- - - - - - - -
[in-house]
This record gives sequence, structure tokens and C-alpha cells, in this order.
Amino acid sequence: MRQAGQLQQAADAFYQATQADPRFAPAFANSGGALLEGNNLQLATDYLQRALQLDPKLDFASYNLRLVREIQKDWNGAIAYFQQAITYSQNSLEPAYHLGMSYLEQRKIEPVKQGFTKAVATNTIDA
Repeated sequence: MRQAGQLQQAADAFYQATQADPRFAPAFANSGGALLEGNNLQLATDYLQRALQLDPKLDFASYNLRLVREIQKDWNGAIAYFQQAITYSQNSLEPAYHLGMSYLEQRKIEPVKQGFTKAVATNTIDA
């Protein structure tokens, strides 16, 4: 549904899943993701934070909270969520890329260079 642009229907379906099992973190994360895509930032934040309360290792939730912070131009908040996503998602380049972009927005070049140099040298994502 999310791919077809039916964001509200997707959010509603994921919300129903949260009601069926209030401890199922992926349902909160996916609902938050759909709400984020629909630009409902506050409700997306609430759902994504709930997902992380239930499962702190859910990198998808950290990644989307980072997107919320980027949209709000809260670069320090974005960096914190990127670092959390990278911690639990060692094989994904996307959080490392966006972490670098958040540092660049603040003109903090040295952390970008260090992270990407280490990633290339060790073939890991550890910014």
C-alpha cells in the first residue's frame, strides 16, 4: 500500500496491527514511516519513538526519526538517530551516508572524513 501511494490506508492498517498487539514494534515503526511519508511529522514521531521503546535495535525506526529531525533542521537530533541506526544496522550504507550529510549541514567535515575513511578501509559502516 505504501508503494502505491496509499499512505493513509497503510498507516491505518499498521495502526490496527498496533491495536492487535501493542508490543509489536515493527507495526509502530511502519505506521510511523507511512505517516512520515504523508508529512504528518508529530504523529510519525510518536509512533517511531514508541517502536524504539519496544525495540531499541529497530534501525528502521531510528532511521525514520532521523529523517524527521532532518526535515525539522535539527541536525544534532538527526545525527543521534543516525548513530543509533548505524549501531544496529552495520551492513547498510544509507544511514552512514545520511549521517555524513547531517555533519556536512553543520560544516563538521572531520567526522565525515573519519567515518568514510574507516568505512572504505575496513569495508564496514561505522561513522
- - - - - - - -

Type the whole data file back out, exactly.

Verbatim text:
[in-house]
This record gives sequence, structure tokens and C-alpha cells, in this order.
Amino acid sequence: MRQAGQLQQAADAFYQATQADPRFAPAFANSGGALLEGNNLQLATDYLQRALQLDPKLDFASYNLRLVREIQKDWNGAIAYFQQAITYSQNSLEPAYHLGMSYLEQRKIEPVKQGFTKAVATNTIDA
Repeated sequence: MRQAGQLQQAADAFYQATQADPRFAPAFANSGGALLEGNNLQLATDYLQRALQLDPKLDFASYNLRLVREIQKDWNGAIAYFQQAITYSQNSLEPAYHLGMSYLEQRKIEPVKQGFTKAVATNTIDA
């Protein structure tokens, strides 16, 4: 549904899943993701934070909270969520890329260079 642009229907379906099992973190994360895509930032934040309360290792939730912070131009908040996503998602380049972009927005070049140099040298994502 999310791919077809039916964001509200997707959010509603994921919300129903949260009601069926209030401890199922992926349902909160996916609902938050759909709400984020629909630009409902506050409700997306609430759902994504709930997902992380239930499962702190859910990198998808950290990644989307980072997107919320980027949209709000809260670069320090974005960096914190990127670092959390990278911690639990060692094989994904996307959080490392966006972490670098958040540092660049603040003109903090040295952390970008260090992270990407280490990633290339060790073939890991550890910014």
C-alpha cells in the first residue's frame, strides 16, 4: 500500500496491527514511516519513538526519526538517530551516508572524513 501511494490506508492498517498487539514494534515503526511519508511529522514521531521503546535495535525506526529531525533542521537530533541506526544496522550504507550529510549541514567535515575513511578501509559502516 505504501508503494502505491496509499499512505493513509497503510498507516491505518499498521495502526490496527498496533491495536492487535501493542508490543509489536515493527507495526509502530511502519505506521510511523507511512505517516512520515504523508508529512504528518508529530504523529510519525510518536509512533517511531514508541517502536524504539519496544525495540531499541529497530534501525528502521531510528532511521525514520532521523529523517524527521532532518526535515525539522535539527541536525544534532538527526545525527543521534543516525548513530543509533548505524549501531544496529552495520551492513547498510544509507544511514552512514545520511549521517555524513547531517555533519556536512553543520560544516563538521572531520567526522565525515573519519567515518568514510574507516568505512572504505575496513569495508564496514561505522561513522